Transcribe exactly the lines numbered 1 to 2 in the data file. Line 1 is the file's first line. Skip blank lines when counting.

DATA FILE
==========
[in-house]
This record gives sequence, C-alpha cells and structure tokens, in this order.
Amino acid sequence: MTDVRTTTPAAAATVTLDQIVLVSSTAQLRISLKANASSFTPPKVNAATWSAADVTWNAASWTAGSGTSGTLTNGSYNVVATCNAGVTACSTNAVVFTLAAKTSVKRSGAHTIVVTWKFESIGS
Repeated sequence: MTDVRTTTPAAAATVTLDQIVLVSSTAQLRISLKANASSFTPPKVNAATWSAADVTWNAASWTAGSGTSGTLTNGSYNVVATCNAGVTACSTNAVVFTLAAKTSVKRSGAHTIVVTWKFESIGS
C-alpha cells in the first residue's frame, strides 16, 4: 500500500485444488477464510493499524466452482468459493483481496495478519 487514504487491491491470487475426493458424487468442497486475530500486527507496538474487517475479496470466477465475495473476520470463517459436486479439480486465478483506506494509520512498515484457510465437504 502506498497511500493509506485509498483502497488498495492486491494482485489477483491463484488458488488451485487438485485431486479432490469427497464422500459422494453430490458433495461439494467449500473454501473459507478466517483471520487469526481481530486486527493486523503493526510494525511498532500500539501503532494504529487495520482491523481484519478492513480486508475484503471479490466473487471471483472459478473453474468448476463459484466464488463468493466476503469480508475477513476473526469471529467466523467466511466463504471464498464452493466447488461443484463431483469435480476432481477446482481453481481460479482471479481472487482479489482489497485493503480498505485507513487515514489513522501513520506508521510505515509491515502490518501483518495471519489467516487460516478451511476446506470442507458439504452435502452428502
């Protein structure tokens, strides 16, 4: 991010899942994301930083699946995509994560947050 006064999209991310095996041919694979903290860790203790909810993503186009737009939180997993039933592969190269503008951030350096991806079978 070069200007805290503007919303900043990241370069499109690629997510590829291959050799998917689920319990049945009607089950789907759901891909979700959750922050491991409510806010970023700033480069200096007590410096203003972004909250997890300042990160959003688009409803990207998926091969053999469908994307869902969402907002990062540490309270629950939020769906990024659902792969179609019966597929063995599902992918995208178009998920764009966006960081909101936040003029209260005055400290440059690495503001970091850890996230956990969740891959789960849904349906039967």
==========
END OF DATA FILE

[in-house]
This record gives sequence, C-alpha cells and structure tokens, in this order.